Al Pacino is one of the greatest actors of all time, a legend in the industry. However, when was the last time he was truly challenged? When was the last time an Al Pacino performance felt transcendent? It’s been years, possibly longer for those without access to cable. “You Don’t Know Jack” present the maestro a golden thespian opportunity in Jack Kevorkian, the brazen, medically determined pathologist who brought assisted suicide to the front page. Finding the shadows and the soapbox, Pacino is masterful in this uneasy, thought-provoking drama.
Stepping away from his medical practice, Jack Kevorkian (Al Pacino) was looking to help patients in a different fashion, frustrated with the suffering of the elderly and the terminally ill. Looking to end the cycle of prolonged agony, Kevorkian invented a makeshift suicide machine to assist those wishing for death, bringing along friend Neal (John Goodman) and sister Margo (an exceptional Brenda Vaccaro) to help with the particulars. As Jack gradually accepts new patients, his notoriety grows, making him a media star while local politicians struggle to legally shut down his operation. While his work stretches to over 130 patients, Jack decides to test his position by directly assisting in a suicide, thus turning his medical actions into criminal ones.
“You Don’t Know Jack” has a substantial amount of ground to cover with Kevorkian’s complex story, stepping into arguments of euthanasia and medical expertise, knowing full well how divisive the issues are to a large portion of the populace. It comes as a great relief to observe director Barry Levinson juggle the hot potatoes with poise, submitting a comprehensive directorial effort with renewed vigor, while sustaining a sense of peace. The Kevorkian name alone stirs up turbulent feelings and memories, but “You Don’t Know Jack” keeps to a rhythm of discovery and outrage that vibrates throughout the motion picture. It’s contemplative, not incensed, spotlighting “Dr. Death” as a man of passion and ego, who was so wrapped up in his efforts to bring euthanasia to the national conversation, he often lost sight of what was important in own life.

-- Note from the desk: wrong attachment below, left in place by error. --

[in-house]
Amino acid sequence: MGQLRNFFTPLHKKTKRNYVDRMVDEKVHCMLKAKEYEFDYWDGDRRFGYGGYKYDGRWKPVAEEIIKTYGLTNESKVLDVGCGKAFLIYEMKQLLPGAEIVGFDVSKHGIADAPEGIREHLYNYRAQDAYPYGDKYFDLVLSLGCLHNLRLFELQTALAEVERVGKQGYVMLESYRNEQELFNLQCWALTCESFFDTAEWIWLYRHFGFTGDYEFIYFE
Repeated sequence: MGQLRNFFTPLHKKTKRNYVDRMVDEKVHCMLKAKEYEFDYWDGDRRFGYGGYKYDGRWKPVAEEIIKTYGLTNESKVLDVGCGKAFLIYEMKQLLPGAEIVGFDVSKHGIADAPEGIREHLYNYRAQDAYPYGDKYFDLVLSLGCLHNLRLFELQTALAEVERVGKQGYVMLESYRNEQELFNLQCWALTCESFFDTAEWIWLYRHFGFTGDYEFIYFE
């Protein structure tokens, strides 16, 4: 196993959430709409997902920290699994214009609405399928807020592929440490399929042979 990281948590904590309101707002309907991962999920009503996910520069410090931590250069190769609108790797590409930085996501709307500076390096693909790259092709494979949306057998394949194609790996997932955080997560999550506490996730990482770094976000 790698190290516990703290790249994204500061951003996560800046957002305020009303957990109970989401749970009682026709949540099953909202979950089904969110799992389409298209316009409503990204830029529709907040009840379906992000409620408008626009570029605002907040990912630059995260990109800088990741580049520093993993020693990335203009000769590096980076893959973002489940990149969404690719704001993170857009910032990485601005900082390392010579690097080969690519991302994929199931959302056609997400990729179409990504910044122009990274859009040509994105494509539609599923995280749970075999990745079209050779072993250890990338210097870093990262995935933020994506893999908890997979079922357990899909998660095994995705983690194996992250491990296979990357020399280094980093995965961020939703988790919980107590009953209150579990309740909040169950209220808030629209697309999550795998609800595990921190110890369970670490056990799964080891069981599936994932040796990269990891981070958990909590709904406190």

Adam Mazer’s screenplay ably compacts Jack’s years of service to his patients, spotlighting the torment and the aftermath with skillful ease, allowing the viewer an opportunity to monitor the grief and innate horror of the assisted suicides. These are heartbreaking moments of finality, enthusiastically welcomed by the infirmed as a way out of their bodily prisons, and Levinson stages these wrenching scenes of deliberation magnificently. The director provides a front row seat to these moments of aching evaluation, encouraging a torrent of troubling feelings and spiritual consideration that challenge the audience, as the question of playing God is laid in front of Jack with each patient.
“You Don’t Know Jack” seems more curious about the doctor than supportive, capturing his idiosyncratic ways and itchy relationships with friends and family. He’s a peculiar man of burgeoning celebrity, looking to get his message out to the public at large, but also drawn to the media coverage, which elevates his sense of theatricality as the legal tides turn against him. Jack’s an impatient scrapper, a ferocious artist (his paintings reflect a tortured soul, or at least one aware of provocative stances), and a firm believer in a peaceful descent into the afterlife. Pacino treats the role like a newborn, easing into Jack’s hunched frame and giant glasses to express a lifetime of grim observation funneled into a cause he refuses to abandon, even if it means hard jail time. Muting his roar and pinching his tics, Pacino becomes Jack. It’s an astounding act of mimicry and dedication, exploring Jack’s sympathies and his stubbornness, tracing his humiliations and regrets. There’s pride and doubt behind those eyes, which always elevates “You Don’t Know Jack” to gripping turns of fate, despite omnipresent news coverage and public awareness of Kevorkian’s legacy in the late 1990s.
While the story eventually grinds down to a meaningful last stand inside a bitter courtroom environment, “You Don’t Know Jack” remains a disturbing, significant picture, expressing a mind and a purpose coldly silenced before it was ever truly understood.